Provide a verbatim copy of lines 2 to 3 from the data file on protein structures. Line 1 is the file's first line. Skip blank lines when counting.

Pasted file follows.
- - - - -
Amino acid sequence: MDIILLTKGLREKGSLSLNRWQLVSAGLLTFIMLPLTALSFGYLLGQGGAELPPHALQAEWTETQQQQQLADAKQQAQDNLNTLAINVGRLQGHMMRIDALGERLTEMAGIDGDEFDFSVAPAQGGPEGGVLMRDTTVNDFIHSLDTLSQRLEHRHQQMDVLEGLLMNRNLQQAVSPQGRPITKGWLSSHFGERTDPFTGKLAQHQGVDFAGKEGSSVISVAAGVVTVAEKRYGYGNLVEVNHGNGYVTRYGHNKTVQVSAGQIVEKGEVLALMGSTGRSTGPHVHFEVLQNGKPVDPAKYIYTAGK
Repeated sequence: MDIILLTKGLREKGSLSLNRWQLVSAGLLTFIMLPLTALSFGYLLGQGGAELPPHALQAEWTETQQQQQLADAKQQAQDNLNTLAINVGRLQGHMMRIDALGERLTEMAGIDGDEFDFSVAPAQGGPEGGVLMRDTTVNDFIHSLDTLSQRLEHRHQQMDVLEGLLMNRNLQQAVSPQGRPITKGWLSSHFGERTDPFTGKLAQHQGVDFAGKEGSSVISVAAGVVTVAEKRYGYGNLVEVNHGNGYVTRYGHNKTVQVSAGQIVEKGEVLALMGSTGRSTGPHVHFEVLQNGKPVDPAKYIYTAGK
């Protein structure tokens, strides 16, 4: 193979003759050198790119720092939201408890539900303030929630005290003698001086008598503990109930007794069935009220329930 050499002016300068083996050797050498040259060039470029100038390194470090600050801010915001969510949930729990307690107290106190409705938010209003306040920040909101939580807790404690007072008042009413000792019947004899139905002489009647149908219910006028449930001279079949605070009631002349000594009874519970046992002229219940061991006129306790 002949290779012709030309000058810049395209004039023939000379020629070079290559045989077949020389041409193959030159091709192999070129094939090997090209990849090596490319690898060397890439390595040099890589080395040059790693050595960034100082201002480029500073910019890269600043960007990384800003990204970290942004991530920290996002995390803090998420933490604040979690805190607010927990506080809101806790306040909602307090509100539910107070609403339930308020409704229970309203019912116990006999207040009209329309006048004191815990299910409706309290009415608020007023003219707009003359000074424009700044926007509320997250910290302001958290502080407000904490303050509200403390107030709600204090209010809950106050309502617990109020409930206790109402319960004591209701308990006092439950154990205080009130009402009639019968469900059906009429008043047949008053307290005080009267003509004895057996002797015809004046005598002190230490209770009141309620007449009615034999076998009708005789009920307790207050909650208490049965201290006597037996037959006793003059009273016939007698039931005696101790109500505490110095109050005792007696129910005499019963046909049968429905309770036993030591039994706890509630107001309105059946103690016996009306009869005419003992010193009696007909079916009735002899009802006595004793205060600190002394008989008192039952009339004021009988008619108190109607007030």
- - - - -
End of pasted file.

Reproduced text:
Repeated sequence: MDIILLTKGLREKGSLSLNRWQLVSAGLLTFIMLPLTALSFGYLLGQGGAELPPHALQAEWTETQQQQQLADAKQQAQDNLNTLAINVGRLQGHMMRIDALGERLTEMAGIDGDEFDFSVAPAQGGPEGGVLMRDTTVNDFIHSLDTLSQRLEHRHQQMDVLEGLLMNRNLQQAVSPQGRPITKGWLSSHFGERTDPFTGKLAQHQGVDFAGKEGSSVISVAAGVVTVAEKRYGYGNLVEVNHGNGYVTRYGHNKTVQVSAGQIVEKGEVLALMGSTGRSTGPHVHFEVLQNGKPVDPAKYIYTAGK
């Protein structure tokens, strides 16, 4: 193979003759050198790119720092939201408890539900303030929630005290003698001086008598503990109930007794069935009220329930 050499002016300068083996050797050498040259060039470029100038390194470090600050801010915001969510949930729990307690107290106190409705938010209003306040920040909101939580807790404690007072008042009413000792019947004899139905002489009647149908219910006028449930001279079949605070009631002349000594009874519970046992002229219940061991006129306790 002949290779012709030309000058810049395209004039023939000379020629070079290559045989077949020389041409193959030159091709192999070129094939090997090209990849090596490319690898060397890439390595040099890589080395040059790693050595960034100082201002480029500073910019890269600043960007990384800003990204970290942004991530920290996002995390803090998420933490604040979690805190607010927990506080809101806790306040909602307090509100539910107070609403339930308020409704229970309203019912116990006999207040009209329309006048004191815990299910409706309290009415608020007023003219707009003359000074424009700044926007509320997250910290302001958290502080407000904490303050509200403390107030709600204090209010809950106050309502617990109020409930206790109402319960004591209701308990006092439950154990205080009130009402009639019968469900059906009429008043047949008053307290005080009267003509004895057996002797015809004046005598002190230490209770009141309620007449009615034999076998009708005789009920307790207050909650208490049965201290006597037996037959006793003059009273016939007698039931005696101790109500505490110095109050005792007696129910005499019963046909049968429905309770036993030591039994706890509630107001309105059946103690016996009306009869005419003992010193009696007909079916009735002899009802006595004793205060600190002394008989008192039952009339004021009988008619108190109607007030």